Balance Transfer Mistakes You Can’t Afford to Make

You may think that a huge amount of debt and high credit-utilization ratio can be hard to come back from, but this situation can be easy to take care of if you make a plan. Dealing with your credit card payments on time and decreasing your balance are all common ways to go about improving your credit score, but you may want to look into doing a balance transfer, where you will move your balance to a new card that has a zero percent introductory rate. This offer will then be set for a certain amount of time, which can help you deal with your balance quicker. This can be a great resource to help you with your debt, but be sure to avoid a few of these mistakes during the process:

Forgetting to pay off the old card
Once you take your old balance and put it onto a new card, you may think  you don't have to deal with your old account anymore. While the whole point of this process is to do away with the interest of the old card, the actual transferring could take some time to be completed. This means you will still have to make regular payments for your old card. If you forget about your other card, you could miss a payment and have to start back from square one. Look at your old account, see when the next payment is due and make plans accordingly.

Closing down the previous account
Despite the balance no longer being on this account, keep it active. Closing down the account is probably what you're thinking about doing once the transfer has been completed. This makes sense if you don't want to increase the card's balance, but if you close it, you will be wasting all the good credit you have earned and raise your credit-utilization ratio in the process.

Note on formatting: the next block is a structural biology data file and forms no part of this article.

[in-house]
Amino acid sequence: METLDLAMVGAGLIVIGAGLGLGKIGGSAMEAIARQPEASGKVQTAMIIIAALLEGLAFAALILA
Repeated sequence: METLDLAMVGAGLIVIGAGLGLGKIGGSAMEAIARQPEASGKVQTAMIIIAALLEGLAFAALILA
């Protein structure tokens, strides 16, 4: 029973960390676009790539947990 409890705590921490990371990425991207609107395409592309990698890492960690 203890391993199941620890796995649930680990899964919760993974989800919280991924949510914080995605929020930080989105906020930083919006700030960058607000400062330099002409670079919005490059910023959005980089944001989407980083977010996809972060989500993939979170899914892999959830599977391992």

Having no payoff plan for your new card
A card with a zero percent introductory rate can be a pretty sweet thing to have, but if you don't have a plan to eliminate your debt, you will be squandering this rate. Ask your bank or credit card issuer which is the best route for repayment. Keep in mind that if you were charged a balance transfer fee, you will have to factor that into your payments as well.

Using your new card to make expensive purchases
One of the best ways to deal with any type of debt is to have self-control. Holding yourself back from buying lunch for your buddies or getting a new TV can only help you. Your new card may be enticing to use for new purchases, but avoid the urge to use it. Your monthly payments will increase if you add any more debt to your account. Plus, your card could come with interest charges if you use your card to pay for new items.

Forgetting to make a payment
You're always told that making your credit card payments on time is the best thing you can do for your credit score. This goes for the balance transfer card too. If you're late in making any payments on this card, you could see your zero percent interest disappear. Some cards have different rules for this, so make sure to read the fine print of your card's contract. To help you remember the payment date, set up an alert on your phone or enroll in a series of automatic payments for the account.